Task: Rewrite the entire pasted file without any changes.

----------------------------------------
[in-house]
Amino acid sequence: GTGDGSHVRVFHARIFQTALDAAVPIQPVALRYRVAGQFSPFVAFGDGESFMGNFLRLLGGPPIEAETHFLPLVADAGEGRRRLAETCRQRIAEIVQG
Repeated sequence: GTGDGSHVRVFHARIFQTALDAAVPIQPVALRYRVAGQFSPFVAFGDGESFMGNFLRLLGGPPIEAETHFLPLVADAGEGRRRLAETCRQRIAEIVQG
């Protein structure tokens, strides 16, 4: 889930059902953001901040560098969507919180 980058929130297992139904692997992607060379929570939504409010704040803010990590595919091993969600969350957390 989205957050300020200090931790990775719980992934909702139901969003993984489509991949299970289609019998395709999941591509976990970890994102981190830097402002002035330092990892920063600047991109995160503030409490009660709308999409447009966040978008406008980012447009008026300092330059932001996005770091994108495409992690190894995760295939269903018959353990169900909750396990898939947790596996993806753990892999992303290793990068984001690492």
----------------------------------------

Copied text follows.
[in-house]
Amino acid sequence: GTGDGSHVRVFHARIFQTALDAAVPIQPVALRYRVAGQFSPFVAFGDGESFMGNFLRLLGGPPIEAETHFLPLVADAGEGRRRLAETCRQRIAEIVQG
Repeated sequence: GTGDGSHVRVFHARIFQTALDAAVPIQPVALRYRVAGQFSPFVAFGDGESFMGNFLRLLGGPPIEAETHFLPLVADAGEGRRRLAETCRQRIAEIVQG
């Protein structure tokens, strides 16, 4: 889930059902953001901040560098969507919180 980058929130297992139904692997992607060379929570939504409010704040803010990590595919091993969600969350957390 989205957050300020200090931790990775719980992934909702139901969003993984489509991949299970289609019998395709999941591509976990970890994102981190830097402002002035330092990892920063600047991109995160503030409490009660709308999409447009966040978008406008980012447009008026300092330059932001996005770091994108495409992690190894995760295939269903018959353990169900909750396990898939947790596996993806753990892999992303290793990068984001690492």